Woebbe v. Sperry

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[Civ. No. 11803. First Dist., Div. Two. Dec. 8, 1941.]

HELEN WOEBBE, Appellant, v. JOHN A. SPERRY, Jr., et al., Respondents.


Phillip Barnett and Samuel Vartan for Appellant.

Hoge, Pelton & Gunther and A. Dal Thomson for Respondents.



At about eleven o'clock p. m. on the night of November 18, 1939, the plaintiff was riding in an automobile as the guest of, and being driven by, Mr. Paulsen. The automobile was driven south on Van Ness Avenue and then turned easterly into Pine Street. The defendant John A. Sperry, Jr., was driving north on Van Ness Avenue along [48 Cal. App. 2d 342] the eastern side of said avenue. Mr. Paulsen was driving a Dodge sedan, Mr. Sperry was driving a Ford sedan. At a point in the intersection, more or less controverted by the witnesses, the Ford car hit the Dodge car on its right-hand rear door. The plaintiff was injured. She sued to recover damages for the injuries sustained. The action was tried before the trial court sitting with a jury. The jury returned a verdict in favor of the defendants. A judgment was entered on the verdict and from that judgment the plaintiff has appealed and has brought up typewritten transcripts. The record discloses that in the trial court numerous exhibits were offered. It also discloses that a map drawn to scale was used throughout by both parties. It also discloses that photographs were introduced in evidence and that those photographs were used by both parties during the trial. Except as hereinafter mentioned no exhibit, map, or photograph has been certified to this court. While the trial was progressing both parties prepared instructions and requested the trial court, at the proper time, to give them. By stipulation the instructions so prepared by the parties were given by the court. Every instruction tendered was given.

Examining the opening statements it will be seen at once that the plaintiff contended Mr. Paulsen drove south on Van Ness Avenue; that, as he approached the intersection, he put out his hand indicating a left turn; and that he passed the center of the intersection and turned to go east on Pine Street. The plaintiff also testified to similar facts. On the other hand, from the opening statement of defendants, it will also be seen that they contended Mr. Paulsen drove to a point about ten feet north of the northerly property line of Pine Street, made a left turn, "cut the corner," and drove easterly on Pine Street. They also contended that as he did so he gave no signal of his intention to make said turn, and made the turn after the defendant John A. Sperry, Jr., had entered the intersection and had crossed the middle line of Pine Street. The defendants called three eye witnesses to sustain their theory. From the beginning of the trial the defendants contended there were no "markers" in either Pine or Van Ness at said intersection indicating how or where a turn could be made.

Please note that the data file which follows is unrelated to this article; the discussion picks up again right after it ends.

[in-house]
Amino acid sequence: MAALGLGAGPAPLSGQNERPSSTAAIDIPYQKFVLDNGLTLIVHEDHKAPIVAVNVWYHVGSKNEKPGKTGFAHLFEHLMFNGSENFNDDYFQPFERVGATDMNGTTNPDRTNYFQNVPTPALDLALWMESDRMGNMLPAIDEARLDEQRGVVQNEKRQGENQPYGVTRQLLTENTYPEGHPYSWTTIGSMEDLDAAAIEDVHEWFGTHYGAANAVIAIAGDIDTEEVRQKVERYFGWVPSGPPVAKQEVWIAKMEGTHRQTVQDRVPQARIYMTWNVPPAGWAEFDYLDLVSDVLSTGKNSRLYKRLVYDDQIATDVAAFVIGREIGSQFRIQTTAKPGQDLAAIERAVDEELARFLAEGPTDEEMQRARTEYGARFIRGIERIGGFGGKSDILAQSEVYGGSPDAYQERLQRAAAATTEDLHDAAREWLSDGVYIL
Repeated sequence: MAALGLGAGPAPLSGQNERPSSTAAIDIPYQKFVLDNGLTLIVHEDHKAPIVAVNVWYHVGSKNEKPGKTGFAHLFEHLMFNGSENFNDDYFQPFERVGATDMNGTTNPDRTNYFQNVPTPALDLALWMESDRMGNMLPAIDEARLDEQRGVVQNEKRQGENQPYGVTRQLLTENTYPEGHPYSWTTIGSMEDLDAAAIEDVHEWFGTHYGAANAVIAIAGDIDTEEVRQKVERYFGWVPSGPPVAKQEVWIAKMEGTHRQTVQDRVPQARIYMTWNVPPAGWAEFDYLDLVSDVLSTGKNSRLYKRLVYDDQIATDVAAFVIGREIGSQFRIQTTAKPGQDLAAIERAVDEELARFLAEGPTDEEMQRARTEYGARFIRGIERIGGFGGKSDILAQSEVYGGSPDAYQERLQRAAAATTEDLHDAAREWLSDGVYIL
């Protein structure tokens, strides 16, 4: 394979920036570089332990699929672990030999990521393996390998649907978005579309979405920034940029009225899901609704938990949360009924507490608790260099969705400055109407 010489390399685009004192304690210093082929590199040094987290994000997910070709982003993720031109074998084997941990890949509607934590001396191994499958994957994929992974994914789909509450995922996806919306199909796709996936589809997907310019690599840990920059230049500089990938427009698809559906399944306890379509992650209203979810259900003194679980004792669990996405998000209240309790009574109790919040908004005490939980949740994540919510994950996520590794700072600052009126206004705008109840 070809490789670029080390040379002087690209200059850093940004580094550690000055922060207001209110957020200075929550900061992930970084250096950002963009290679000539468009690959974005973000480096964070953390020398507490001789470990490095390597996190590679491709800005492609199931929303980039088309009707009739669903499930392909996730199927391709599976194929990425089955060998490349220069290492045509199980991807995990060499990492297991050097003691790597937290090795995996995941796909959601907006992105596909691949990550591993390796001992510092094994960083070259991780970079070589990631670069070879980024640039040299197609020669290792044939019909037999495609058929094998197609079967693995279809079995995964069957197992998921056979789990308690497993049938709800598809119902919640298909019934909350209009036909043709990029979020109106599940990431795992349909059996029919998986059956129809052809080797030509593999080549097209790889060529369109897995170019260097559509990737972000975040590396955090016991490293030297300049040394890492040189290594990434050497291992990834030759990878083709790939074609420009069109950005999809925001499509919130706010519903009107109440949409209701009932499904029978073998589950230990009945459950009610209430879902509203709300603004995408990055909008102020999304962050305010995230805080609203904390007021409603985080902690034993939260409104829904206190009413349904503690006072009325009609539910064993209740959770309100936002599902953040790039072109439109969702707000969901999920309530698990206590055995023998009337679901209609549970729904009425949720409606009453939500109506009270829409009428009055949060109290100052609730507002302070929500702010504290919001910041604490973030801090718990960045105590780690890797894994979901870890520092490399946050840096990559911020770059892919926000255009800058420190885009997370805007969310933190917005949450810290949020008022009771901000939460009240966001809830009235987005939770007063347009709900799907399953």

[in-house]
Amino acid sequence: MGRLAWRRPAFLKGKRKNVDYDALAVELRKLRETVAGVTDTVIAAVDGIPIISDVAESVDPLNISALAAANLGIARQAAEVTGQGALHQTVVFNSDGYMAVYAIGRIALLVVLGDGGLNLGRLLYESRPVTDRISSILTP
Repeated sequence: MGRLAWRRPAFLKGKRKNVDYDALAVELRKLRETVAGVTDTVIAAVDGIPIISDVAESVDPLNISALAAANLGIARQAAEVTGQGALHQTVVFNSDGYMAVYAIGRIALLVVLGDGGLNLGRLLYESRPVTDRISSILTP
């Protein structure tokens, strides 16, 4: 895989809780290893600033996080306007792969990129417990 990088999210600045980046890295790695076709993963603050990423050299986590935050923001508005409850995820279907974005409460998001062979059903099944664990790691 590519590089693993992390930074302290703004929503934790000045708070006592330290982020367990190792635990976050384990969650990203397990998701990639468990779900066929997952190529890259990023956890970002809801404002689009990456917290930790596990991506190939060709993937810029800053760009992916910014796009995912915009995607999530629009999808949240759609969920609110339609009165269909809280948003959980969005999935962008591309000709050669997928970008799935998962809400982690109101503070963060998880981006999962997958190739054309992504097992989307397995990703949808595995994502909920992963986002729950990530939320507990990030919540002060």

[1] After the jury had retired to deliberate on its verdict it returned into court and the foreman stated there was considerable confusion in regard to making a left-hand turn [48 Cal. App. 2d 343] at an intersection. A somewhat extended colloquy ensued which was participated in by the court, counsel, and one or more of the jurors. The court again read section 540, subd. (b) of the Vehicle Code. It also read section 551. During the colloquy counsel for the plaintiff asked the jury be instructed that there were "markers" in the intersection. In another place he asked that the jury be instructed that there is a marked cross-walk at the intersection. The trial court replied that the jurors had heard the evidence and that the facts presented in the record were for the determination of the jurors. At this time the plaintiff contends that at the intersection of Pine and Van Ness Avenue traffic is not governed by the sections of the Vehicle Code but falls within the exception, "unless otherwise directed by markers, buttons or signs" (sec. 540 (b)), and that the case is governed by the provisions of the traffic ordinance of San Francisco, and that the trial court should have so instructed the jury. We find no merit in the contention. At no time was an instruction to that effect prepared, asked, or refused. Under these circumstances the record does not present a question for review by an appellate court. (McFate v. Zuckerman, 130 Cal. App. 172, 179 [19 PaCal.2d 532].)